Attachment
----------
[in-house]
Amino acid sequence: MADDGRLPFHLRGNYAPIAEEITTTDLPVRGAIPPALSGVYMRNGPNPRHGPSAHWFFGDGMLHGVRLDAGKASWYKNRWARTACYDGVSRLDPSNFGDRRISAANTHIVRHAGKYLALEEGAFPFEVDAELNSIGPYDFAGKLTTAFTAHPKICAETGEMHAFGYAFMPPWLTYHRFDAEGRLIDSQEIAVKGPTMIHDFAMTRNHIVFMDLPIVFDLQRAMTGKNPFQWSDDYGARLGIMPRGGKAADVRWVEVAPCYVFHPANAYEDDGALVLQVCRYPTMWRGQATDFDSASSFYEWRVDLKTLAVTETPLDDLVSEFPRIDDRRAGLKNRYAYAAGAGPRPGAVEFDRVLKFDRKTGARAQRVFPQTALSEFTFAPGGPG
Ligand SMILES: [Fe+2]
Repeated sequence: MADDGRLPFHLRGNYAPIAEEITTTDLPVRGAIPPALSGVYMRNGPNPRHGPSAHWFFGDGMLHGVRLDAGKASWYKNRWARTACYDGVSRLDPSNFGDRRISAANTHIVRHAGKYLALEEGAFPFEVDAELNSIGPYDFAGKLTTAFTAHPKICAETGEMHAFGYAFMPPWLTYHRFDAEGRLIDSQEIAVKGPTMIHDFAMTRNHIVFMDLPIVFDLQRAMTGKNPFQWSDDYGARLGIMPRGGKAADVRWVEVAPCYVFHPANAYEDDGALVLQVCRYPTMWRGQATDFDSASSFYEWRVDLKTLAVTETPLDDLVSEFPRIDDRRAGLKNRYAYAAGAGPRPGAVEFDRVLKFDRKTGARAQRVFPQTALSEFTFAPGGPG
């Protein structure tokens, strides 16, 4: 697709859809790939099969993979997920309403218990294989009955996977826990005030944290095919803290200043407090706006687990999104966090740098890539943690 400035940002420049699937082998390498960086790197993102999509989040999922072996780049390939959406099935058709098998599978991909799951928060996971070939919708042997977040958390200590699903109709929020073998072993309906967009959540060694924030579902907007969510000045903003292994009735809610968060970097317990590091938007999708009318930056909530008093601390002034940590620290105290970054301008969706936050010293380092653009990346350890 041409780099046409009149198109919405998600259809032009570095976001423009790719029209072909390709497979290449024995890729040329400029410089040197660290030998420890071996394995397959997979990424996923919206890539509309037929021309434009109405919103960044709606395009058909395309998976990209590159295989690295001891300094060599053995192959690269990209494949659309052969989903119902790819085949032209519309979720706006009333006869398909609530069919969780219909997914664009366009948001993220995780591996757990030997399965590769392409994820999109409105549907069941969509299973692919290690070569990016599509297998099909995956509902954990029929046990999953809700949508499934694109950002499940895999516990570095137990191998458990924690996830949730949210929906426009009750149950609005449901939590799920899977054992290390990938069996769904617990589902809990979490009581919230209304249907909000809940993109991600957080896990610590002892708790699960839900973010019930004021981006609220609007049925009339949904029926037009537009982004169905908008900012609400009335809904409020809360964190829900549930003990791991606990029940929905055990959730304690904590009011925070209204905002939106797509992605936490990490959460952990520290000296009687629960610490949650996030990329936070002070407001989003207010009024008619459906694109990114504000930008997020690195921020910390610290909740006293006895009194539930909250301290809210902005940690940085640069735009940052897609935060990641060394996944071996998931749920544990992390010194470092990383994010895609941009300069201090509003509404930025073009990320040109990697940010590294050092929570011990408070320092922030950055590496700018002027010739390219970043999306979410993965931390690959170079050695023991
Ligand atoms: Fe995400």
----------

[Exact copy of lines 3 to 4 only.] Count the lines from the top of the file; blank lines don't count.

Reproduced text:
Ligand SMILES: [Fe+2]
Repeated sequence: MADDGRLPFHLRGNYAPIAEEITTTDLPVRGAIPPALSGVYMRNGPNPRHGPSAHWFFGDGMLHGVRLDAGKASWYKNRWARTACYDGVSRLDPSNFGDRRISAANTHIVRHAGKYLALEEGAFPFEVDAELNSIGPYDFAGKLTTAFTAHPKICAETGEMHAFGYAFMPPWLTYHRFDAEGRLIDSQEIAVKGPTMIHDFAMTRNHIVFMDLPIVFDLQRAMTGKNPFQWSDDYGARLGIMPRGGKAADVRWVEVAPCYVFHPANAYEDDGALVLQVCRYPTMWRGQATDFDSASSFYEWRVDLKTLAVTETPLDDLVSEFPRIDDRRAGLKNRYAYAAGAGPRPGAVEFDRVLKFDRKTGARAQRVFPQTALSEFTFAPGGPG